Monteverdi contributed a number of short motets, of which 'Cantate Domino' is one, to an anthology of motets for from one to eight voices published in 1620 by his fellow Cremonese Giulio Cesare Bianchi. It seems probable to me that Monteverdi wrote this motet quite a bit earlier than 1620 and donated it to Bianchi as a suitable for performance by a choir with slender resources. I've two reasons for thinking this:
- The scoring – it'a well within the range of a provincial choir with modest resources.
- The sequence he uses for the phrase 'Cantate et exultate' is also found at the end of his madrigal 'Ecco mormorar l’onde' – although the effect is quite different.
Monteverdi published his setting of Torquato Tasso's poem 'Ecco mormorar l’onde' ('Hear now the murmuring waves') in 1590 by Monteverdi in his Second Book of Madrigals. It seems very unlikely to me that in 1620 Monteverdi should suddenly decide to reuse a piece of music that he'd written thirty years earlier. Surely it's far more likely that he gave it to Bianchi (who was his friend and colleague at the Gonzaga court, Mantua during Monteverdi's time there as maestro di cappella) and that Bianchi used it in his anthology years later. I've set up a playlist which you'll find below with both pieces so that you can hear and decide for yourselves. The performance of 'Canate Domino' is by the University Singers of the University of Missouri – Columbia it dates from May 18th 2010 and was given in Chiesa Santa Maria delle Grazie, Milan. The music video of 'Ecco mormorar l'onde' is by the Irish choir 'New Dublin Voices' and comes from their prize winning performance of the piece given at the Budapest International Choir Festival 2009. There are plenty of excellent performances of both pieces of music to be found on YouTube. I've picked these because I think that the University Singers of the University of Missouri bring out the amost playful back and forth between the choir parts very well. You can really hear the madrigal-like quality of the piece. I like the 'New Dublin Voices' performance they sing it relatively fast but with a very clear diction that does Monteverdi's attempt to convey Tasso's lyrical description of the souncds to be heard at sunrise full justice. The music videos, lyrics, Latin to English and Italian to English translations are all below the fold. The picture I've chosen to illustrate the posting is Leonardo Da Vinci's 'Last Supper' found in Chiesa Santa Maria delle Grazie, Milano.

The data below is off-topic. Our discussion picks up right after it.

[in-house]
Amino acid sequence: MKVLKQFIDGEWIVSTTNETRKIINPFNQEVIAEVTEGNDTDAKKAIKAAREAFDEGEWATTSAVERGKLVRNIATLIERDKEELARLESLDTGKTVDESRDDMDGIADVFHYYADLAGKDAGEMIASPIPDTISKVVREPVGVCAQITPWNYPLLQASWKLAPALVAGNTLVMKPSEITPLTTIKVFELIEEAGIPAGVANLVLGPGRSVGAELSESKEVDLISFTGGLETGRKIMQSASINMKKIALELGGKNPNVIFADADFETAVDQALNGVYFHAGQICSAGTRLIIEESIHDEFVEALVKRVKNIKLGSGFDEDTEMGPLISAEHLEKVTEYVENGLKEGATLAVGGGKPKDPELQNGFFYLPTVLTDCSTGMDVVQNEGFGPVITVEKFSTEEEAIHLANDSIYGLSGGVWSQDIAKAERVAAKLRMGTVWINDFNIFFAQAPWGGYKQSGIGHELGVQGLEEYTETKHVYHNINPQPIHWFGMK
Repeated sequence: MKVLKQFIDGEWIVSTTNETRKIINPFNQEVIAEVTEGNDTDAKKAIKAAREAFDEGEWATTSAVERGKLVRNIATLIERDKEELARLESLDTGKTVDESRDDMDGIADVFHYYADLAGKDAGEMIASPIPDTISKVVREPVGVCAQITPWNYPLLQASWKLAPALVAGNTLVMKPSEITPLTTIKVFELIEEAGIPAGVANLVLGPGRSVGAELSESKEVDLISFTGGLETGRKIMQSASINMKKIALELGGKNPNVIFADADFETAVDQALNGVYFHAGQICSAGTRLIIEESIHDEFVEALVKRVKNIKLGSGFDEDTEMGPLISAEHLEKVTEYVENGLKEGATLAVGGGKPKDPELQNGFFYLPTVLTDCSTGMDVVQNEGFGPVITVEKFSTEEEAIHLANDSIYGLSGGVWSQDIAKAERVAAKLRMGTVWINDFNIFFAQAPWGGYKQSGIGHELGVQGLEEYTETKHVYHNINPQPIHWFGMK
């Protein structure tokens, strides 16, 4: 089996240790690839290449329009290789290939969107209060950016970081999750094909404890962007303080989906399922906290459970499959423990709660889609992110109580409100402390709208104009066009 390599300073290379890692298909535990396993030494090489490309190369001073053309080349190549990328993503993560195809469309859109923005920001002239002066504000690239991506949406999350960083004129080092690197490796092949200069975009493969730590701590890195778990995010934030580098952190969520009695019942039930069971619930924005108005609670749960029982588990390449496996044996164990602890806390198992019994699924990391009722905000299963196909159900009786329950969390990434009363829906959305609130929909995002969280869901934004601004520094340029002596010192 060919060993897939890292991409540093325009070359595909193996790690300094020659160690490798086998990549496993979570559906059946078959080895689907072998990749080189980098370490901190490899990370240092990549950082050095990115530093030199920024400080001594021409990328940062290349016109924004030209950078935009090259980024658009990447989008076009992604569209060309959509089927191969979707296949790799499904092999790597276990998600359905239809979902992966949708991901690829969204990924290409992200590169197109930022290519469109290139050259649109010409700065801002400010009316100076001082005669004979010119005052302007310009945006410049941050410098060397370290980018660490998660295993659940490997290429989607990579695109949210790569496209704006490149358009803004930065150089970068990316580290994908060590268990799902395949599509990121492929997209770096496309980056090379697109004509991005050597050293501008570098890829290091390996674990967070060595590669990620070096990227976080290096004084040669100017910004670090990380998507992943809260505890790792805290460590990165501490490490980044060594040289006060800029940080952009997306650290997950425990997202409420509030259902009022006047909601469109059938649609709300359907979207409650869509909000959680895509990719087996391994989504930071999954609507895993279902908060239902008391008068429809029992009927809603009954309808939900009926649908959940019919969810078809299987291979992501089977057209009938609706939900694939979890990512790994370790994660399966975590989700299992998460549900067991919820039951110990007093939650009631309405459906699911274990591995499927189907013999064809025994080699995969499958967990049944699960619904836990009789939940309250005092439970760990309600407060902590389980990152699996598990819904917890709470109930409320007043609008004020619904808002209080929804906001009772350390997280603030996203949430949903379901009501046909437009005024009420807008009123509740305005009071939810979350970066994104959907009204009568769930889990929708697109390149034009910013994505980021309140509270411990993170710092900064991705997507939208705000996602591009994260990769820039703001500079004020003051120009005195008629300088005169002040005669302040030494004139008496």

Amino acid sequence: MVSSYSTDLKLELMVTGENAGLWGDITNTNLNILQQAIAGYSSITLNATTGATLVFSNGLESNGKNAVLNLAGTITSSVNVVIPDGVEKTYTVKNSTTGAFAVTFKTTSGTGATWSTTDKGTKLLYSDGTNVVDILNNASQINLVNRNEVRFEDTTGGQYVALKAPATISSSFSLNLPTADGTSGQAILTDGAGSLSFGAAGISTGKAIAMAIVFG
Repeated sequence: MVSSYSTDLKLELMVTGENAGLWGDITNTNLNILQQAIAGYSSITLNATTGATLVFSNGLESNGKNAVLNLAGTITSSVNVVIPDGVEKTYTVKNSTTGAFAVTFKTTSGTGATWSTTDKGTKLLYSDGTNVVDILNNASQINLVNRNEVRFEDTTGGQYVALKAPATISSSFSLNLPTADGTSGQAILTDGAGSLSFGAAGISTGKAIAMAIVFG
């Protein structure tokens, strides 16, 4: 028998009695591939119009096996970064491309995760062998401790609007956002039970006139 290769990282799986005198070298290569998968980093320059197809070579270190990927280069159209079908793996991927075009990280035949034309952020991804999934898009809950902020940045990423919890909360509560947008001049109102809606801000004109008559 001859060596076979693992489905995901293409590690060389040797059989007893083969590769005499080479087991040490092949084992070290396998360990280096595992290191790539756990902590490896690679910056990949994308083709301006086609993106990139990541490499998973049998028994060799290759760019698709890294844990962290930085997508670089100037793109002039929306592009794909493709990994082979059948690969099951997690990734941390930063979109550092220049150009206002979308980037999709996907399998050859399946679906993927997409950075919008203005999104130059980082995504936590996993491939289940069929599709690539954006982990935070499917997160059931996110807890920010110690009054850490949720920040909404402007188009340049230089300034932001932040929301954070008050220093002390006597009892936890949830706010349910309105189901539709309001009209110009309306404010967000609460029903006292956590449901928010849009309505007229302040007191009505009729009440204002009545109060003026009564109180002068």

Click here to listen to the music and read the rest of the posting ...